Naughty Dog's emotionally-charged post-apocalyptic action game The Last of Us felt a lot like playing through a movie - or at the very least an HBO DVD box set - and so it's perhaps no surprise that The Last of Us is getting a movie adaptation, with game director Neil Druckmann penning the script.
Just because a studio makes a video game adaptation, however, it doesn't necessarily have to be a direct adaptation of a video game. In fact, Ubisoft Motion Pictures CEO Jean-Julien Baronnet has said that none of the studio's upcoming movies - which include Assassin's Creed, Watch Dogs and Far Cry - will retell stories that were already told, but will instead be original tales that take place in the same universe as the games.
Joel and Ellie, the protagonists of The Last of Us, aren't actually the last people on Earth, despite what the title suggests. The video game is set in a broken-down, overgrown vision of America twenty years after a devastating viral outbreak, and as such there are many different stories that could be set within the same world. Speaking to IGN at the BAFTA Game Awards last night (where The Last of Us finished very much on top with five awards, including Best Game, Best Story and Best Performer), Druckmann confirmed that the movie will stick with the same story as the video game.
"It’s an adaptation of the story of The Last of Us. As far as where we go and how we make it fit into a film, how it takes into account the unique properties of film... We’re not sure yet. We’re only just scratching the surface."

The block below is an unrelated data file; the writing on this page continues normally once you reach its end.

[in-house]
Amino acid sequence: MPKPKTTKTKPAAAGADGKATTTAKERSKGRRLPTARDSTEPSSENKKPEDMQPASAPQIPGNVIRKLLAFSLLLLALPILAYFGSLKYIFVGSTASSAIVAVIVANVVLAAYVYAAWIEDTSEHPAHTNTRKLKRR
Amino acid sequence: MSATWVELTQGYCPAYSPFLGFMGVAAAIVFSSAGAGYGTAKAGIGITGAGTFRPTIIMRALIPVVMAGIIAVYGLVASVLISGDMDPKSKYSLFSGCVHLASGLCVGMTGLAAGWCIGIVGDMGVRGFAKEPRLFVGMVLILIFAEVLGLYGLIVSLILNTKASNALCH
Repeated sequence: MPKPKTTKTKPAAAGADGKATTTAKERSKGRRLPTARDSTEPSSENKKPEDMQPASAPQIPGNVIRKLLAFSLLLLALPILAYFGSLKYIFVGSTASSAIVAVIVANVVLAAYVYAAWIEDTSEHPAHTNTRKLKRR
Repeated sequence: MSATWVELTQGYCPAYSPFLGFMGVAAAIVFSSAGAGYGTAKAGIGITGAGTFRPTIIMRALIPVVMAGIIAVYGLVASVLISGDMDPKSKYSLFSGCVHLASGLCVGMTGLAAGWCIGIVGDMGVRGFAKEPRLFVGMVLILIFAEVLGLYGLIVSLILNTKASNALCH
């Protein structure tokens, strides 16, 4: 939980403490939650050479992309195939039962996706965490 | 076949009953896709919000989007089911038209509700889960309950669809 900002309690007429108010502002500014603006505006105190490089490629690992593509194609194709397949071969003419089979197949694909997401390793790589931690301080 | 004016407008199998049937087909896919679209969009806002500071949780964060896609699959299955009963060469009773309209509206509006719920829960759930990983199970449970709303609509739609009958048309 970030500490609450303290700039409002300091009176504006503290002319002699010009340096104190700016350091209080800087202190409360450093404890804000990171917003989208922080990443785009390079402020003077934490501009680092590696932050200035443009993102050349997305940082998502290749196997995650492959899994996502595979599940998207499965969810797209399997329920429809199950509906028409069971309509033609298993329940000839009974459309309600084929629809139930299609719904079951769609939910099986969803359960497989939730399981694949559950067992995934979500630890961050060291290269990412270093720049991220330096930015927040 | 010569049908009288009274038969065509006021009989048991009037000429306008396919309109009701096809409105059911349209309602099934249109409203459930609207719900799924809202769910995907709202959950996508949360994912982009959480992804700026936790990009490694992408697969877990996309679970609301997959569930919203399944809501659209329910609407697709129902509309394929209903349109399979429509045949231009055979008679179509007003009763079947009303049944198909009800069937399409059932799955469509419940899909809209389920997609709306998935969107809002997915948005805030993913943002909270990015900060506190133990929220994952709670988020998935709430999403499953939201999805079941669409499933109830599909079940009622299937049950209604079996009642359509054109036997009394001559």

The response to this news will likely be mixed. The Last of Us is such a cinematic game already that remaking it as a film almost seems redundant (there are actually playthroughs of the game edited down into movie versions, if you have four hours to spare). Since a sequel to The Last of Us is by no means guaranteed, it would have been interesting for Druckmann to explore a different corner of the game's universe.
On the other hand, there is a lot of appeal in seeing video game stories and characters brought to life, which is why live-action trailers are often included in marketing materials for upcoming games. It's also not uncommon for films to get remade only a couple of years after the original version was released, and for the remake to not only turn out well but also draw attention to the source material (Let the Right One In and Let Me In, for example).
Best of all, the lead-up to casting announcements means plenty of time for fantasy casting. Top picks from readers so far include Dylan McDermott or Gerard Butler for Joel, and either Ellen Page or Chloë Grace Moretz for Ellie (Maisie Williams from Game of Thrones was also a great suggestion). Troy Baker, the actor who voiced and mo-capped Joel for the video game, told IGN at the BAFTAs that he'd definitely be up for a role in the movie, even if it's just as a hunter or a clicker.
We'll keep you updated on The Last of Us as development continues